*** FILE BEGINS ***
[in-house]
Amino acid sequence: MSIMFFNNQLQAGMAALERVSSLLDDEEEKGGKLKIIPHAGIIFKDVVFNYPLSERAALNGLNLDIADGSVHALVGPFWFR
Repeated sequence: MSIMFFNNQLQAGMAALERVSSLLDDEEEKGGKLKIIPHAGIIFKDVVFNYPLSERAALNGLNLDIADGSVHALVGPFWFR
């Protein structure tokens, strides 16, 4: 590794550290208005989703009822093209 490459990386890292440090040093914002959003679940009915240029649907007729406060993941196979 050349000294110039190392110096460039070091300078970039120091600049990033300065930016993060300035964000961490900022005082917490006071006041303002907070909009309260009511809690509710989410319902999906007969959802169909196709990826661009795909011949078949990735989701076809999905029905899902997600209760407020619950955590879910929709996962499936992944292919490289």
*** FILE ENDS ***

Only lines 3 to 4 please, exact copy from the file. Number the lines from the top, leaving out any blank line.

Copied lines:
Repeated sequence: MSIMFFNNQLQAGMAALERVSSLLDDEEEKGGKLKIIPHAGIIFKDVVFNYPLSERAALNGLNLDIADGSVHALVGPFWFR
């Protein structure tokens, strides 16, 4: 590794550290208005989703009822093209 490459990386890292440090040093914002959003679940009915240029649907007729406060993941196979 050349000294110039190392110096460039070091300078970039120091600049990033300065930016993060300035964000961490900022005082917490006071006041303002907070909009309260009511809690509710989410319902999906007969959802169909196709990826661009795909011949078949990735989701076809999905029905899902997600209760407020619950955590879910929709996962499936992944292919490289």